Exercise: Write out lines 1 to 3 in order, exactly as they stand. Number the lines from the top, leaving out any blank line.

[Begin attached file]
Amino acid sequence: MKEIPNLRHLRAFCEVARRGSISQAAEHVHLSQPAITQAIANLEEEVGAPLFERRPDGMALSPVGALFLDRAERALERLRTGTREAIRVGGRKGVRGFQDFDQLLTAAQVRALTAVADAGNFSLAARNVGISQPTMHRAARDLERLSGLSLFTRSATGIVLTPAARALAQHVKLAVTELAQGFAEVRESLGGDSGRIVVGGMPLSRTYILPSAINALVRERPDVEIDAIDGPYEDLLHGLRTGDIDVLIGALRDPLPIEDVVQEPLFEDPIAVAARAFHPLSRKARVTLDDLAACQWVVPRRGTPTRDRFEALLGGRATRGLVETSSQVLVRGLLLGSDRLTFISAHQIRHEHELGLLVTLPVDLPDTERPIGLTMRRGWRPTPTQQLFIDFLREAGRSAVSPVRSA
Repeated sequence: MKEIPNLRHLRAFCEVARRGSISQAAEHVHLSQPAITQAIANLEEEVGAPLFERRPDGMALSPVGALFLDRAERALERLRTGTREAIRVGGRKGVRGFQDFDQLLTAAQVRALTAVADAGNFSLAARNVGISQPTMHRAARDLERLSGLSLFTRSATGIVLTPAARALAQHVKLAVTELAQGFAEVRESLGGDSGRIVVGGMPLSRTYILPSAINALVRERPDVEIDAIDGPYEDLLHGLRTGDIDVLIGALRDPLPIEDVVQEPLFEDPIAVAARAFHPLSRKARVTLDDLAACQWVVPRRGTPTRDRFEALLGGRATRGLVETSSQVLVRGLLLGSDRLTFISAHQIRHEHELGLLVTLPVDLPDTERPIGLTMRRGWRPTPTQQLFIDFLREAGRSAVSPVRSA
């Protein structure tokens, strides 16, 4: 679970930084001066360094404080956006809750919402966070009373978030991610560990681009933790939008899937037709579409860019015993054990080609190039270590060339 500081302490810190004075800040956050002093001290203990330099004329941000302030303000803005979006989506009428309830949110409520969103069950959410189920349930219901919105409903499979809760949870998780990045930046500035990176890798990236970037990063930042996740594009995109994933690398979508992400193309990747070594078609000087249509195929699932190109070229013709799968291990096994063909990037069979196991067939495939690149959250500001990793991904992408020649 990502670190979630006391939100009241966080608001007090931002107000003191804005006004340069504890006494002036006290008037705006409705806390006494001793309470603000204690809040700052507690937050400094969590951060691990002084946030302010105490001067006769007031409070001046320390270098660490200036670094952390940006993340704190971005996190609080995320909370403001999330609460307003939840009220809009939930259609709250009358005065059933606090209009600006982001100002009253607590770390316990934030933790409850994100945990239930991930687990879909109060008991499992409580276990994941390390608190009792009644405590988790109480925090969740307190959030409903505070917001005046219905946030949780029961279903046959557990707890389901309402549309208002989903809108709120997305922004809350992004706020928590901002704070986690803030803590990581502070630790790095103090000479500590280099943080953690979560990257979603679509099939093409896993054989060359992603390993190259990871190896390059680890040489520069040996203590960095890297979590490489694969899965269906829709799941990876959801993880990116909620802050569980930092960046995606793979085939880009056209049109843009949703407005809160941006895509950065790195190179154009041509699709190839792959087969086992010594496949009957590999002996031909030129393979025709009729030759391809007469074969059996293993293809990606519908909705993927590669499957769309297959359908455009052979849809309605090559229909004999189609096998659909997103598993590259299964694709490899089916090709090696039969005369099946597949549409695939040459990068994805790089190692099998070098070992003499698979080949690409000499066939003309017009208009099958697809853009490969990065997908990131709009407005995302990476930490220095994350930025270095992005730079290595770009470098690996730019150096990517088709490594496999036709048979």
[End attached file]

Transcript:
Amino acid sequence: MKEIPNLRHLRAFCEVARRGSISQAAEHVHLSQPAITQAIANLEEEVGAPLFERRPDGMALSPVGALFLDRAERALERLRTGTREAIRVGGRKGVRGFQDFDQLLTAAQVRALTAVADAGNFSLAARNVGISQPTMHRAARDLERLSGLSLFTRSATGIVLTPAARALAQHVKLAVTELAQGFAEVRESLGGDSGRIVVGGMPLSRTYILPSAINALVRERPDVEIDAIDGPYEDLLHGLRTGDIDVLIGALRDPLPIEDVVQEPLFEDPIAVAARAFHPLSRKARVTLDDLAACQWVVPRRGTPTRDRFEALLGGRATRGLVETSSQVLVRGLLLGSDRLTFISAHQIRHEHELGLLVTLPVDLPDTERPIGLTMRRGWRPTPTQQLFIDFLREAGRSAVSPVRSA
Repeated sequence: MKEIPNLRHLRAFCEVARRGSISQAAEHVHLSQPAITQAIANLEEEVGAPLFERRPDGMALSPVGALFLDRAERALERLRTGTREAIRVGGRKGVRGFQDFDQLLTAAQVRALTAVADAGNFSLAARNVGISQPTMHRAARDLERLSGLSLFTRSATGIVLTPAARALAQHVKLAVTELAQGFAEVRESLGGDSGRIVVGGMPLSRTYILPSAINALVRERPDVEIDAIDGPYEDLLHGLRTGDIDVLIGALRDPLPIEDVVQEPLFEDPIAVAARAFHPLSRKARVTLDDLAACQWVVPRRGTPTRDRFEALLGGRATRGLVETSSQVLVRGLLLGSDRLTFISAHQIRHEHELGLLVTLPVDLPDTERPIGLTMRRGWRPTPTQQLFIDFLREAGRSAVSPVRSA
């Protein structure tokens, strides 16, 4: 679970930084001066360094404080956006809750919402966070009373978030991610560990681009933790939008899937037709579409860019015993054990080609190039270590060339 500081302490810190004075800040956050002093001290203990330099004329941000302030303000803005979006989506009428309830949110409520969103069950959410189920349930219901919105409903499979809760949870998780990045930046500035990176890798990236970037990063930042996740594009995109994933690398979508992400193309990747070594078609000087249509195929699932190109070229013709799968291990096994063909990037069979196991067939495939690149959250500001990793991904992408020649 990502670190979630006391939100009241966080608001007090931002107000003191804005006004340069504890006494002036006290008037705006409705806390006494001793309470603000204690809040700052507690937050400094969590951060691990002084946030302010105490001067006769007031409070001046320390270098660490200036670094952390940006993340704190971005996190609080995320909370403001999330609460307003939840009220809009939930259609709250009358005065059933606090209009600006982001100002009253607590770390316990934030933790409850994100945990239930991930687990879909109060008991499992409580276990994941390390608190009792009644405590988790109480925090969740307190959030409903505070917001005046219905946030949780029961279903046959557990707890389901309402549309208002989903809108709120997305922004809350992004706020928590901002704070986690803030803590990581502070630790790095103090000479500590280099943080953690979560990257979603679509099939093409896993054989060359992603390993190259990871190896390059680890040489520069040996203590960095890297979590490489694969899965269906829709799941990876959801993880990116909620802050569980930092960046995606793979085939880009056209049109843009949703407005809160941006895509950065790195190179154009041509699709190839792959087969086992010594496949009957590999002996031909030129393979025709009729030759391809007469074969059996293993293809990606519908909705993927590669499957769309297959359908455009052979849809309605090559229909004999189609096998659909997103598993590259299964694709490899089916090709090696039969005369099946597949549409695939040459990068994805790089190692099998070098070992003499698979080949690409000499066939003309017009208009099958697809853009490969990065997908990131709009407005995302990476930490220095994350930025270095992005730079290595770009470098690996730019150096990517088709490594496999036709048979």